1900–1930 THE TERRITORY OF GUAM
The U.S. defines Guam as an "unincorporated territory," which mean the U.S. Constitution does not fully apply to its citizens.
(July 3) The Pacific Cable telegraph opens, connecting San Francisco, Hawaii, Guam, and the Philippines. President Theodore Roosevelt is the first to send a message, wishing "a happy Independence Day to the U.S., its territories, and properties." It takes nine minutes for the message to travel worldwide.
The people of Guam, including schoolchildren who donate a penny each, collect $703.92 to have a ship’s bell and commemorative plaque manufactured in Shanghai. They present the bell to the Navy, and the bell has since served on each of the three USS Guam Naval vessels.
After a single operator is transferred from a site in Shanghai, a U.S. intercept station is established on Guam. The need for an intermediate site in the Pacific to receive and process Japanese communications spurs its opening.
1930–1950 WORLD WAR II AND JAPANESE OCCUPATION
(December 10) Fifty five hundred Japanese Special Forces invade and capture the island. They occupy Guam for two and a half years, during which the people suffer terrible atrocities. They endure torture, beheadings, and rape for attempting to aid American servicemen. Japanese forces find and execute all American servicemen, except for Navy radioman George Tweed, who is hidden by the Chamorro community.
(July 21) U.S. forces invade Japanese-occupied Guam after a naval bombardment in which thousands of Japanese and Chamorro lose their lives. Seven thousand Americans and 11,000 Japanese are killed before U.S. troops defeat the Japanese and recapture Guam on August 10.
The U.S. defines Guam as a "non-self-governing territory."
(May 30) the U.S. Naval Government is re-established on Guam.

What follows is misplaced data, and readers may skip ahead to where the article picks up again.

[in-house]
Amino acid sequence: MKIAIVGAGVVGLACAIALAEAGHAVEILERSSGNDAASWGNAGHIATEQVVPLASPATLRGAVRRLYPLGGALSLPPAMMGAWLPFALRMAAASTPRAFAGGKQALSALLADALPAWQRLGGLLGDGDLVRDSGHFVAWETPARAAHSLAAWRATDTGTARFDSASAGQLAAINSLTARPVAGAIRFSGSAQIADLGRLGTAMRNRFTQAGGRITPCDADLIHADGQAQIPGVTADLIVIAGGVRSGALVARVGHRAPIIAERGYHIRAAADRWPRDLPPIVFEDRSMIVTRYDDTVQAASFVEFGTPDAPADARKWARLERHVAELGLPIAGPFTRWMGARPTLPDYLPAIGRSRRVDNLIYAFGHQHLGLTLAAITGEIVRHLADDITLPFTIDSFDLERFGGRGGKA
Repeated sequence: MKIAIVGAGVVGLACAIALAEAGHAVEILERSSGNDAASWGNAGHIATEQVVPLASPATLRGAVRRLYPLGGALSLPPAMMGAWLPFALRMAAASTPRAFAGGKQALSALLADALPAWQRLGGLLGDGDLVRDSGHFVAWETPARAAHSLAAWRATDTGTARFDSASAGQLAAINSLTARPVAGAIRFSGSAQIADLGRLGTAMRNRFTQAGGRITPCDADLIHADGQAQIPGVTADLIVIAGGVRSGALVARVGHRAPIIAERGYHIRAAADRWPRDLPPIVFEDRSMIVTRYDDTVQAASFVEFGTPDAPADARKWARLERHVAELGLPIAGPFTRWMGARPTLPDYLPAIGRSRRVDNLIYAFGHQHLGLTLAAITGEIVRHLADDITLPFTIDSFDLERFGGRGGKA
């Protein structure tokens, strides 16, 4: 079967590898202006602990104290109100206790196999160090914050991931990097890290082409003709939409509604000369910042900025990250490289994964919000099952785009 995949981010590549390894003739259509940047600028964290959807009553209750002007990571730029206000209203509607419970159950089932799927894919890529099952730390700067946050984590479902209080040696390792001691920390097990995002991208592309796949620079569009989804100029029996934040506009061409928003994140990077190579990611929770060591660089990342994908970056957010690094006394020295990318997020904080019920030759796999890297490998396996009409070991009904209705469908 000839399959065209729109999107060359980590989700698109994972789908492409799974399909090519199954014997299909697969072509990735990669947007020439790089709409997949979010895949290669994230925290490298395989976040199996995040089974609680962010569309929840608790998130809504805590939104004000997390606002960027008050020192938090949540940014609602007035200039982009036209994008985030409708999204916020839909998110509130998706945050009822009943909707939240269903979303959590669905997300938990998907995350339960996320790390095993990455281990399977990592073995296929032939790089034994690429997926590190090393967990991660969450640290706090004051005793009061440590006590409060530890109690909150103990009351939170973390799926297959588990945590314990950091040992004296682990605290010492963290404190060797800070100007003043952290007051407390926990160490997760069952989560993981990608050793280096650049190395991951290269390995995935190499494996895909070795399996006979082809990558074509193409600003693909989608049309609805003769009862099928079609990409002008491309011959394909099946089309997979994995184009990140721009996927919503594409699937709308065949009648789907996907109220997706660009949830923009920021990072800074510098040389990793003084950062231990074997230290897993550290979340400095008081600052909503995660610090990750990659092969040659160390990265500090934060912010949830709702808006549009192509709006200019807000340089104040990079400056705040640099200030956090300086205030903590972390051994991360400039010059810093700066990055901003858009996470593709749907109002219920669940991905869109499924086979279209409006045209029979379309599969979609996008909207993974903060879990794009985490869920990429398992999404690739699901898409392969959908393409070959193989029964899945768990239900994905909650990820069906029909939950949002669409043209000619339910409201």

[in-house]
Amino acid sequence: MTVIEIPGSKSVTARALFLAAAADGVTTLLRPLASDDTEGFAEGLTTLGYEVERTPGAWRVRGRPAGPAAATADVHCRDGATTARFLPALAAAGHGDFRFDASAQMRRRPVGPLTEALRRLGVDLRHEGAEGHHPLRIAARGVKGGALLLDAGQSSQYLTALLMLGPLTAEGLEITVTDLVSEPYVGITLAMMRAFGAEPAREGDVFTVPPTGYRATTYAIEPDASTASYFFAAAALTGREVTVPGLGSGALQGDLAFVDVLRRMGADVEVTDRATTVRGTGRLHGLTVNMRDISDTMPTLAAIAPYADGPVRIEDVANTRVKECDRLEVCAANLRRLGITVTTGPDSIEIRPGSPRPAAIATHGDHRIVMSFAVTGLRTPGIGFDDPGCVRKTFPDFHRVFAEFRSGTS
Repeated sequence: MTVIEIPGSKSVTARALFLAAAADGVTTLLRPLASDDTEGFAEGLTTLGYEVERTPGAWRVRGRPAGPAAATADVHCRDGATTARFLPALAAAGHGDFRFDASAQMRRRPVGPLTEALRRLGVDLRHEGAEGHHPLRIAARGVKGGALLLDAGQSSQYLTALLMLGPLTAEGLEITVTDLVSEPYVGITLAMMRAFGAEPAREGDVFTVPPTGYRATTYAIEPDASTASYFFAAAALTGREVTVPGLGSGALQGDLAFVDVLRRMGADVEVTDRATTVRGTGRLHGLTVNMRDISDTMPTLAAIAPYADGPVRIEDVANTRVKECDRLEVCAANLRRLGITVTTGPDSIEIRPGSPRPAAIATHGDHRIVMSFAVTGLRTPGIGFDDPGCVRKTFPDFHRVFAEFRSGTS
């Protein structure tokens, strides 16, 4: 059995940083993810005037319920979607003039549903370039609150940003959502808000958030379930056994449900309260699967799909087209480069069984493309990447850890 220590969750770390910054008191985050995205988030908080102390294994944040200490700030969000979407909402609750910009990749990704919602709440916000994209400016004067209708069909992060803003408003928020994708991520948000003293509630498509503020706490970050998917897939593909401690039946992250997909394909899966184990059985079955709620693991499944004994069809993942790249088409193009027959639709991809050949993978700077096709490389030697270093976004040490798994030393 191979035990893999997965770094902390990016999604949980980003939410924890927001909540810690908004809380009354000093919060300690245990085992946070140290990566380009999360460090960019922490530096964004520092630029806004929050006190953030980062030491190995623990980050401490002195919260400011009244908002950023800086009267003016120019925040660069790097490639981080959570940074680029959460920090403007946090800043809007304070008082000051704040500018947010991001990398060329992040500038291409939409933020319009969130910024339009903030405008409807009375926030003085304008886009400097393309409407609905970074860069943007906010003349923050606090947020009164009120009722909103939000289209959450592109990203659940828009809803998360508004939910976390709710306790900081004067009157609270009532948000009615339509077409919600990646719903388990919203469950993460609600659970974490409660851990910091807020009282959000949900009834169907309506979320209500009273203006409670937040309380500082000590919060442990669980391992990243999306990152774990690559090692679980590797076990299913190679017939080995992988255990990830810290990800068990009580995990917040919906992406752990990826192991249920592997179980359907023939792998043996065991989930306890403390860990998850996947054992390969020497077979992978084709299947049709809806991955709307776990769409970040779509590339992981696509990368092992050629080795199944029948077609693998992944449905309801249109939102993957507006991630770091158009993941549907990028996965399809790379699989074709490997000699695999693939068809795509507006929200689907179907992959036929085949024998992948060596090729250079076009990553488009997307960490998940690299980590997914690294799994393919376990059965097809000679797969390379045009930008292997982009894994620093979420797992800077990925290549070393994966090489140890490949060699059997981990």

(July 15) U.S. Representative Robert A. Grant of Indiana introduces a Congressional bill that would provide Guam with the semi-autonomous status of "organized territory," which includes the privilege of sending a delegate to the U.S. House of Representatives. The bill never makes it out of committee.
The brown tree snake arrives on Guam and begins to feed on the native bird population. By 1998, an estimated 9 out of 11 native bird species have been eliminated. In 1994, Guam begins to use Jack Russell terriers to check cargo for brown tree snakes in an attempt to quell the population.
President Harry Truman appoints Carlton Skinner as the first civilian governor of Guam. Skinner establishes the island’s first university and writes its first constitution.
(February–March) The Guam Assembly Walkout occurs. The Guam Assembly subpoenas Abe Goldstein, a civil service employee of the U.S. Navy, for violations of local business laws. With backing from Governor Charles Alan Pownall, Goldstein refuses to testify. The assembly issues a warrant for his arrest, but the governor cancels it. In protest, the entire assembly walks out on March 6 and is summarily fired by Pownall (they are later reinstated). The event helps generate popular support for increased Guamanian self-rule, directly leading to the Guam Organic Act.
1950–PRESENT MODERN GUAM
The Guam Organic Act gives Guamanians American citizenship. It gives the island status as an unincorporated organized territory and provides for a civilian government. It also transfers Federal jurisdiction from the United States Navy to the Department of the Interior.
The Boy Scouts of America construct a replica of the Statue of Liberty observance of their 40th anniversary. It stands in the Paseo de Susana at the entrance of Hagatna harbor and is visible to boats approaching the harbor.